Human Rights Watch is also deeply concerned that the law authorizes the imprisonment of Egyptians who might peacefully exercise the right to freedom of association and yet run afoul of the law's restrictive and unreasonable provisions. For example, a minimum of ten persons is required in order to apply for permission to establish an NGO (Article 1). This provision denies smaller groups of activists the right to form organizations and seek legal status. Article 75 of the law prescribes a maximum of six months imprisonment and a fine of LE2,000 for anyone who: establishes an entity that carries out any NGO activities without following the provisions of the law; undertakes NGO activities after a court has ordered the activities to cease or the organization to be dissolved; or in the capacity as a head or members of an NGO receives funding from abroad, sends funds abroad, or undertakes fundraising without the permission of the executive branch of government. The state should encourage and facilitate the growth of independent NGOs in Egypt, and not institute new measures that might criminalize peaceful activity and place local activists behind bars. Last, the law creates new local administrative mechanisms that deny individuals affiliated with NGOs the right to challenge immediately in a court of law any decision of the executive branch that affects the operation or management of their organizations (Article 7). In each jurisdiction of a court of first instance, the law provides for the creation of one or more non-judicial committees, established by the minister of justice and chaired by a judge of the appeal court or higher, which "shall have the competence to adjudicate on disputes that may arise between the [NGO] and the administrative authority." In addition to the judge, each committee will have three other members: a representative nominated by the ministry of social affairs, a representative nominated by the chair of the General Federation of Associations, and a representative of the affected NGO. Article 7 further provides: "Disputes should in the first instance be submitted to the committee before resorting to the competent court, otherwise the lawsuit shall be dismissed. Appeals against the committee's decisions can be lodged with the competent court within sixty days in accordance with the established legal procedure." There are reasons for concern that the structure of this unique addition to Egypt's legal system will allow the committees to be government-controlled, and that this mechanism could be used to entangle NGOs in time-consuming administrative processes prior to direct court review of executive branch decisions.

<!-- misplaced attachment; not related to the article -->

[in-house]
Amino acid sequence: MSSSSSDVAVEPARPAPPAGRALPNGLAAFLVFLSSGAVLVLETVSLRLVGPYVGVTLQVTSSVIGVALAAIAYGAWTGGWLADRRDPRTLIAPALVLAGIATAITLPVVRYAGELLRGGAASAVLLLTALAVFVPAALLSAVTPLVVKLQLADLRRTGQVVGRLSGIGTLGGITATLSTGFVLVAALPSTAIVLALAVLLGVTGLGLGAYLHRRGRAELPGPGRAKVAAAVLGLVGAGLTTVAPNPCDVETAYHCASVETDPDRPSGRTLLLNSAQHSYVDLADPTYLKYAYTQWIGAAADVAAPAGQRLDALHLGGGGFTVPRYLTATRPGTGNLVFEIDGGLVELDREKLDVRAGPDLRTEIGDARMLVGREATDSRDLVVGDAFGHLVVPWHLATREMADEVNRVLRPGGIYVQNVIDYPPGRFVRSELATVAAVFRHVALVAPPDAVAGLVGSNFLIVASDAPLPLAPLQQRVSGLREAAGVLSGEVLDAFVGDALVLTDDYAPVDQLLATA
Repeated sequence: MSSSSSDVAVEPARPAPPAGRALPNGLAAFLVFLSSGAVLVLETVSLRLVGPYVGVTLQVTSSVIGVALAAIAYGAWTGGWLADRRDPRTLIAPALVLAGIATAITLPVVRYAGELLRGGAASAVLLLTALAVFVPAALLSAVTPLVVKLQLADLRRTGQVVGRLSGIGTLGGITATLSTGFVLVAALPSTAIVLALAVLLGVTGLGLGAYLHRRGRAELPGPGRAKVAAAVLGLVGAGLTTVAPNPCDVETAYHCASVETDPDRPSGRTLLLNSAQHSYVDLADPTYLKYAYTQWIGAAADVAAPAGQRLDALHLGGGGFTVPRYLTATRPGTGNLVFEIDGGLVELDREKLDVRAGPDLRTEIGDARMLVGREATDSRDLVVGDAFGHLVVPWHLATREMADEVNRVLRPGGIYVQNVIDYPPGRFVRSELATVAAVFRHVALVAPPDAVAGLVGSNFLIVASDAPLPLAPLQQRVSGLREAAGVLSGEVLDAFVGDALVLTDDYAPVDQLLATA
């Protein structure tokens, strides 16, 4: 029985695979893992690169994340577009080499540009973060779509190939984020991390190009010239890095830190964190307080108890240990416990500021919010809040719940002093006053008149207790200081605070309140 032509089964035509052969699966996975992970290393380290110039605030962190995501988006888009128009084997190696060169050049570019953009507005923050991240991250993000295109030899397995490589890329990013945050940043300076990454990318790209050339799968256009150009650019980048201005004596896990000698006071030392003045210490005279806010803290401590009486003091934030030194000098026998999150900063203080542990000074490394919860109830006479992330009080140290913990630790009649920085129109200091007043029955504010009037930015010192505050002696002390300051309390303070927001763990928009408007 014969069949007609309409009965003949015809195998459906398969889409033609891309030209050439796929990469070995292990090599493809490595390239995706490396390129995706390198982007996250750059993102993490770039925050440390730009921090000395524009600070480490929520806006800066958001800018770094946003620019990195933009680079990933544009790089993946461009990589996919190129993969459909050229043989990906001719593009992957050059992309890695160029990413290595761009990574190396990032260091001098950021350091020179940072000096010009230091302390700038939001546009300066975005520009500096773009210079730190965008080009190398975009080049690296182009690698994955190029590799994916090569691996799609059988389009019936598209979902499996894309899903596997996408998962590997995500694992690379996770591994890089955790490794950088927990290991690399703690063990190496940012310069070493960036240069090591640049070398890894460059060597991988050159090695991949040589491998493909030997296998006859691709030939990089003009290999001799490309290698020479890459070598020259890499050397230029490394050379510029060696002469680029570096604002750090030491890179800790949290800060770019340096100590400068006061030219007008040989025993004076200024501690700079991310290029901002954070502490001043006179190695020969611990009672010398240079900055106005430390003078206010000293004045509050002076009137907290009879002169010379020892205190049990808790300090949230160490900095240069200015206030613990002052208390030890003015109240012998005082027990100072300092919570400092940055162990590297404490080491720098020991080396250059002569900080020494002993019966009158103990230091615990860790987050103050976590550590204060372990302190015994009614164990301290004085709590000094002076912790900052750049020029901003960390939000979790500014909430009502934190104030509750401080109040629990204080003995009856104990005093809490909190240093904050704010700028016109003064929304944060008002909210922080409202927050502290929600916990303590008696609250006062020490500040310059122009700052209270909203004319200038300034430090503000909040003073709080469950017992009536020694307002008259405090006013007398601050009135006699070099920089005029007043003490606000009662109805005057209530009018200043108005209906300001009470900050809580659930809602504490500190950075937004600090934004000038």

The new NGO law in Egypt should be a progressive document that will serve as a model for the country and the region. As such, members of parliament should be encouraged to craft legislation that maximizes the ease with which citizens can exercise the right to freedom of association and affords NGOs the space and flexibility to carry out their activities as autonomous and independent actors in civil society, with a minimum of government interference in their affairs.

Once again, Human Rights Watch calls again on Your Excellency not to ratify this law but to send it back to parliament for wider consultation with those who will be most affected by its passage, and to amend or annul its unreasonable and highly restrictive provisions.

Thank you in advance for your attention to this most important matter.

Sincerely,

/S/

Hanny Megally
Executive Director
Middle East and North Africa Division
Human Rights Watch